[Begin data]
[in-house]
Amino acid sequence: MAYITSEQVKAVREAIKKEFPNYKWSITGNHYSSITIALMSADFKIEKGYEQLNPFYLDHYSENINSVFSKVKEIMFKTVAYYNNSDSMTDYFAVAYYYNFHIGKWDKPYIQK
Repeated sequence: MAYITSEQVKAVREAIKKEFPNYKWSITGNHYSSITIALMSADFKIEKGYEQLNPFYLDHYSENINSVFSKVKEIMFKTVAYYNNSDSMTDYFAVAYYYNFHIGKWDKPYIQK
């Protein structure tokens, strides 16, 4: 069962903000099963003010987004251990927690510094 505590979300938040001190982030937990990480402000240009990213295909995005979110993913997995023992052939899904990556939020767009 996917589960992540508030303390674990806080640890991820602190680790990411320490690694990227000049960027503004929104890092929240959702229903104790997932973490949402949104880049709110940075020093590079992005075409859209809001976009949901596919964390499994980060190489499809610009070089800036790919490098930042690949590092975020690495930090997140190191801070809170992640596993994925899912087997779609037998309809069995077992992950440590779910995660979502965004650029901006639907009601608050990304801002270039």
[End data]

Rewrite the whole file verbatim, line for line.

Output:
[in-house]
Amino acid sequence: MAYITSEQVKAVREAIKKEFPNYKWSITGNHYSSITIALMSADFKIEKGYEQLNPFYLDHYSENINSVFSKVKEIMFKTVAYYNNSDSMTDYFAVAYYYNFHIGKWDKPYIQK
Repeated sequence: MAYITSEQVKAVREAIKKEFPNYKWSITGNHYSSITIALMSADFKIEKGYEQLNPFYLDHYSENINSVFSKVKEIMFKTVAYYNNSDSMTDYFAVAYYYNFHIGKWDKPYIQK
């Protein structure tokens, strides 16, 4: 069962903000099963003010987004251990927690510094 505590979300938040001190982030937990990480402000240009990213295909995005979110993913997995023992052939899904990556939020767009 996917589960992540508030303390674990806080640890991820602190680790990411320490690694990227000049960027503004929104890092929240959702229903104790997932973490949402949104880049709110940075020093590079992005075409859209809001976009949901596919964390499994980060190489499809610009070089800036790919490098930042690949590092975020690495930090997140190191801070809170992640596993994925899912087997779609037998309809069995077992992950440590779910995660979502965004650029901006639907009601608050990304801002270039």